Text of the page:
[00:20:27] Lesson 4: Never bluff (well, almost never) and almost always call the bluff.
[00:20:27] Siebe Van Der Zee: It’s a good segue to, lesson number four. Never bluff. Well, almost never, and almost, almost always call the bluff.
[00:20:38] Siebe Van Der Zee: Lesson number four.
[00:20:40] Robert Sewell: Right. So, I learned this lesson as what we refer to as, you know, in the trade as a baby attorney. I was a baby attorney, and your client always says to you, just file suit or just do X or just call their bluff. They’ll fold like a cheap suit. I know they will, right? That they always say this and I’m like, I don’t think so, Frank.
[00:21:03] Robert Sewell: I don’t think that’s going to going to happen. And no, just do it, do it. Yeah. And I’m like, all right, because I was young and dumb and I said, all right, I’ll try it. And I do the threat my client is unwilling to actually go through with. And the attorney, this old dog attorney, he taught me a good lesson.
[00:21:25] Robert Sewell: He’s like, listen, this is not my first rodeo. He didn’t say it this way, but similar to this. This is not my first time around. I’m not afraid. My client’s not afraid. We could win this case. So, if that’s the way you want to go, that’s fine. Never, never, never bluff. And the other thing it does is it damages your credibility.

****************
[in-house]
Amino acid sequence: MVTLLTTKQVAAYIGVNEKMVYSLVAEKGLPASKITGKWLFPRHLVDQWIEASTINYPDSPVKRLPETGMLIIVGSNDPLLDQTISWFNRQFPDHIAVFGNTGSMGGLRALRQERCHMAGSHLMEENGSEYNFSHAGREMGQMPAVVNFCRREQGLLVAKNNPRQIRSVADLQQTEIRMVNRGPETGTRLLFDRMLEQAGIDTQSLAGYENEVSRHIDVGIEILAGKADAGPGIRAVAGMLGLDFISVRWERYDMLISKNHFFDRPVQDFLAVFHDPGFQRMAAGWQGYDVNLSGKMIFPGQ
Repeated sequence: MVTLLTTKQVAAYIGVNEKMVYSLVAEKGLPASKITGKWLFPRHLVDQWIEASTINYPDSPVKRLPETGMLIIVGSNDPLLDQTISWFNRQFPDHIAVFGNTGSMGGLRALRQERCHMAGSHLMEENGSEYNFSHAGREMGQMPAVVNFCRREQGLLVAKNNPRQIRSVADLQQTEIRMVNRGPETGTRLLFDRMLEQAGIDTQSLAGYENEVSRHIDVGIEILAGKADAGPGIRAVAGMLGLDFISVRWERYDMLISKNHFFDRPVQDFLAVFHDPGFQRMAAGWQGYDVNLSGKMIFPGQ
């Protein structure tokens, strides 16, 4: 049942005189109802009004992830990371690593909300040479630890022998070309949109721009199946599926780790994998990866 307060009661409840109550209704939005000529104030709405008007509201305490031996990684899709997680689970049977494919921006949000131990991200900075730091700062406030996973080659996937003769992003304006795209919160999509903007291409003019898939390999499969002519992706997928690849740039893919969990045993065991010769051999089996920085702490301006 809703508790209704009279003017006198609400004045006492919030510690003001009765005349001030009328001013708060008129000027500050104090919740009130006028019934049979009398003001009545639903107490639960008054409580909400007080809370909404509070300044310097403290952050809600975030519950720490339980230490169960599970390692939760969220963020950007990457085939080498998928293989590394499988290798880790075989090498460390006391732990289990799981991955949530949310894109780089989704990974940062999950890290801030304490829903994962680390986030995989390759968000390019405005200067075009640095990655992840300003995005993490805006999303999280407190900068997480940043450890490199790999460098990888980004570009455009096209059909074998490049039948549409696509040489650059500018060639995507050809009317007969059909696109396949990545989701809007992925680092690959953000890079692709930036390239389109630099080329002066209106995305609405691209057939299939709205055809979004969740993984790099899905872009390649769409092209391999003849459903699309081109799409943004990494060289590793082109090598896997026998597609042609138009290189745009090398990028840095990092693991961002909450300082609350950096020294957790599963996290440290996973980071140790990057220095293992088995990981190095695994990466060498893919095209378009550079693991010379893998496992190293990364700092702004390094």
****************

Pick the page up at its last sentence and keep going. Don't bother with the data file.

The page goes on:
[00:21:49] Robert Sewell: If you bluff and then don’t go through with it, then it damages your credibility. you could do that once, maybe twice, but if you’re three or four times or more with the same person, we know your M. O. And there’s an attorney I know, and this attorney always threatens. And never comes through. And so, I tell my clients, I’ve never had this attorney, just proceed with the threat.